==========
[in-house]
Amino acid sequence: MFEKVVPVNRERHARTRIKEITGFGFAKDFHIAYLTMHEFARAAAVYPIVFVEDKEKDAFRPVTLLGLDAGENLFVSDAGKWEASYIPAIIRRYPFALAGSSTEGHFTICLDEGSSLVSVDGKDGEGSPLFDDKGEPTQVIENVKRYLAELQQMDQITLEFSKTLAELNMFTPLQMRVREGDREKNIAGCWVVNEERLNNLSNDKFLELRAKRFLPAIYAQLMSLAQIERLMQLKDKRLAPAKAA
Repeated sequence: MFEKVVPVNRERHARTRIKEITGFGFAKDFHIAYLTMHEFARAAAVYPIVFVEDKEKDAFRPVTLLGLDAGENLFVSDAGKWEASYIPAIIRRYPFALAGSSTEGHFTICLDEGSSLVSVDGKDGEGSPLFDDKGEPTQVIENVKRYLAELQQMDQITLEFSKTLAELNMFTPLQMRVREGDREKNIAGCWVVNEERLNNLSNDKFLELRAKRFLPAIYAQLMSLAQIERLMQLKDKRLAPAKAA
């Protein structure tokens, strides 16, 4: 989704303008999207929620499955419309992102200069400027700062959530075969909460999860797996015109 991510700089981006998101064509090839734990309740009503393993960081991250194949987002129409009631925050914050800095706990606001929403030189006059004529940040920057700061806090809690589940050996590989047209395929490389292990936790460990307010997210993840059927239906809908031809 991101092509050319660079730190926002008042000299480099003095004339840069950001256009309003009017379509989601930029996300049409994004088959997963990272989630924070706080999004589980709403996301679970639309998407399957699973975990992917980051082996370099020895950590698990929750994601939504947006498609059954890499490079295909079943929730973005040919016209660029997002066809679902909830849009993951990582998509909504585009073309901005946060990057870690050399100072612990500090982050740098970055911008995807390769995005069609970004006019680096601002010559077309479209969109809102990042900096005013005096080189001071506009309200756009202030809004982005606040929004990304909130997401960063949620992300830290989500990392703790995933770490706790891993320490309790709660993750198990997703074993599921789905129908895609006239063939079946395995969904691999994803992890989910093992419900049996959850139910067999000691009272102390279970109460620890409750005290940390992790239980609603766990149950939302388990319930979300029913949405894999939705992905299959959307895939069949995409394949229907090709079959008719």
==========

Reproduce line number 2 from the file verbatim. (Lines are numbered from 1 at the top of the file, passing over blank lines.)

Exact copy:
Amino acid sequence: MFEKVVPVNRERHARTRIKEITGFGFAKDFHIAYLTMHEFARAAAVYPIVFVEDKEKDAFRPVTLLGLDAGENLFVSDAGKWEASYIPAIIRRYPFALAGSSTEGHFTICLDEGSSLVSVDGKDGEGSPLFDDKGEPTQVIENVKRYLAELQQMDQITLEFSKTLAELNMFTPLQMRVREGDREKNIAGCWVVNEERLNNLSNDKFLELRAKRFLPAIYAQLMSLAQIERLMQLKDKRLAPAKAA